This is a guest post from Anthony Mychal.
Can you realize your own potential?
Will you be the one to wield the Master Sword?
Although there is a hero inside us all, nobody begins as one. Captivating stories about average people growing up to save the world never get old — we’re all waiting for our inspiring moment, our moment of reckoning.
When Link pulls the Master Sword from the ground, it assures him that he is the one, and that he is capable of facing the challenges and expectations ahead of him.
Let’s learn how to find your moment of reckoning, and how to hold your wits as you face the frenzied world of fitness.
Why fitness? Why weight loss? Why muscle gain?
Hint: big arms, a six pack, and impressing the ladies aren’t great answers. Link didn’t quest into Hyrule to wield the Master Sword. The sword was a consequence of his purpose.
Purpose is important. Do something that matters.
Distinguish between a good purpose and a not-so-good purpose by writing down every fitness goal you have, and then tacking on “so that.” Answer each “so that” until you come to an honorable conclusion. Here’s an example:
My goal is to run a 5K so that I can prove possibility in something previously thought impossible so that I can build confidence so that it helps me grow into the person I want to be so that I’m happier.
When you lace up your shoes to train, it’s less about the 5K and more about you.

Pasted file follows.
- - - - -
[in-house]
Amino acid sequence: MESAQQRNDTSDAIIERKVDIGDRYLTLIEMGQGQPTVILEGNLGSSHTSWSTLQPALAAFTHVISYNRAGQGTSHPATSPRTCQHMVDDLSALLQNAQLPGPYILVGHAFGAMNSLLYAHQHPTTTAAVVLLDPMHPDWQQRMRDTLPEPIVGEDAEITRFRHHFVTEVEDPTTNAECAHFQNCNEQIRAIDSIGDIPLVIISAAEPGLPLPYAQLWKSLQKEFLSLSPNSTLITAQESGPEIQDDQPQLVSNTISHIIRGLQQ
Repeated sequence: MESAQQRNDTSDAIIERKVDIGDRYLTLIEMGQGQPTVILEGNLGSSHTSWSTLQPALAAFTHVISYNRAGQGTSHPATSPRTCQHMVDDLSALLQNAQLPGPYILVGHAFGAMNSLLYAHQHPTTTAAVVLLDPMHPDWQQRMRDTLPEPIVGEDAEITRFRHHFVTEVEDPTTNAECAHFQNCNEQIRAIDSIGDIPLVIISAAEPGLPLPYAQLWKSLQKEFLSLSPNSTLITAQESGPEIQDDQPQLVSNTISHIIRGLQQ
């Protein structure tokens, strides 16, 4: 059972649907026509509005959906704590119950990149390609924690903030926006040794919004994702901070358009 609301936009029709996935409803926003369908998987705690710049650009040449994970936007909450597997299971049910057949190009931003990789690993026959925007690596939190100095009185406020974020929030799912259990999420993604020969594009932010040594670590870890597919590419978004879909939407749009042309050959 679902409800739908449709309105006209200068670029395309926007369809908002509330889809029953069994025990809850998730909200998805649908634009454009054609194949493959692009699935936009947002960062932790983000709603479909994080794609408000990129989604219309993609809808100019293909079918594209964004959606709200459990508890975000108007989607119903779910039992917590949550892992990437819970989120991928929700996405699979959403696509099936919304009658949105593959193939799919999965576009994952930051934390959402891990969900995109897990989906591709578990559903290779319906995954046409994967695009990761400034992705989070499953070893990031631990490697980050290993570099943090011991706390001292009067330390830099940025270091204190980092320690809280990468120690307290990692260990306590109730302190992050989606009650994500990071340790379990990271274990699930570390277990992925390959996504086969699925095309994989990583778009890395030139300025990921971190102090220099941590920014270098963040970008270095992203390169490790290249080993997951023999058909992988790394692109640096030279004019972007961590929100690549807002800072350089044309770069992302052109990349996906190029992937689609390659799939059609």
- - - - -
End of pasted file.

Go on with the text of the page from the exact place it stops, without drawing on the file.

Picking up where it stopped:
Specifically how accepting, battling, and overcoming the challenge will seep into and alter the very fibers of your being.
You’re more likely to follow through with goals that matter. When you dig deep into your initial goals, you reveal what can become as a result of your struggles. For instance, setting a goal of “running a 5K” is nice, but it doesn’t tell you what running a 5K will do for you. So instead of getting stuck with the mindset of, “I’m doing this to run a 5K,” remind yourself that “I’m doing this to make myself happier.”
Do it to save the princess, not to get the schwag.
Link is a nothing more than an average kid somehow destined for great things.
And he delivers. Always. (Unless you get fed up inside The Ocarina of Time’s Water Temple and gallantly hurl your controller against the wall.)
While Link doesn’t start out a hero, he becomes one by nature of his task and determination.
Link starts out as a Goonie.
Goonies don’t have experiences under their belt to aid in the challenge before them — they’re just regular people who realize they have the potential to do great things. Goonies find success simply because they don’t let anything get in their way of stepping one foot in front of the other.
Truly, we’re all Goonies, and we’re all in this together. The important part is accepting the journey and embracing the adventure, no matter what comes your way. That’s why Steve can travel across the continent and still find a way to stay healthy.
Learn from every experience, even if it’s negative.
Responding to and conquering tough trials is what makes a hero. Heroes wouldn’t be very admirable without a hardship to conquer, and the tenacity to conquer it, now would they?
Heroes rise from the trials of Goonies.
Fitness journeys are powerful. More often than not, there’s something serious on the line—especially if you made it far in your “so that” drill. For instance:
No matter how serious the goal, there’s always fun to be had along the way. Enjoy it. Smile. Don’t let the magnitude of it all pound you into the ground 100% of the time.
Is your goal to lose 50 pounds? Great, but don’t approach it with an all or nothing mentality. Be happy about any step towards that goal. Losing two pounds in one month may not be as good as losing five, but by learning to celebrate incremental progress, you can enjoy leveling up. Always be leveling up, always be moving forward.